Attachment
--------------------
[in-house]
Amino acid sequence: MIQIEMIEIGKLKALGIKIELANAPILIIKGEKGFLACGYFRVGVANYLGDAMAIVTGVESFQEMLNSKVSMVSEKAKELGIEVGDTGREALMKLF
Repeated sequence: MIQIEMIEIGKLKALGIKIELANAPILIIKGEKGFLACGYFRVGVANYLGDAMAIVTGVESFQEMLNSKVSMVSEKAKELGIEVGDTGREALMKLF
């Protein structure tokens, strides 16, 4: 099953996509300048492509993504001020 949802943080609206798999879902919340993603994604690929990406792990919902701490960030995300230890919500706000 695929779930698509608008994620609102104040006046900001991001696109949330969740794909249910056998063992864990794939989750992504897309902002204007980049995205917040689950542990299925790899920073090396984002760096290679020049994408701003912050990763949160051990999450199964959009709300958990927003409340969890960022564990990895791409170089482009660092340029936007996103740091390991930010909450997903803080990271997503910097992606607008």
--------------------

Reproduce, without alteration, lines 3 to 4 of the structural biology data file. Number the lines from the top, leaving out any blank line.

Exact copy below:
Repeated sequence: MIQIEMIEIGKLKALGIKIELANAPILIIKGEKGFLACGYFRVGVANYLGDAMAIVTGVESFQEMLNSKVSMVSEKAKELGIEVGDTGREALMKLF
């Protein structure tokens, strides 16, 4: 099953996509300048492509993504001020 949802943080609206798999879902919340993603994604690929990406792990919902701490960030995300230890919500706000 695929779930698509608008994620609102104040006046900001991001696109949330969740794909249910056998063992864990794939989750992504897309902002204007980049995205917040689950542990299925790899920073090396984002760096290679020049994408701003912050990763949160051990999450199964959009709300958990927003409340969890960022564990990895791409170089482009660092340029936007996103740091390991930010909450997903803080990271997503910097992606607008």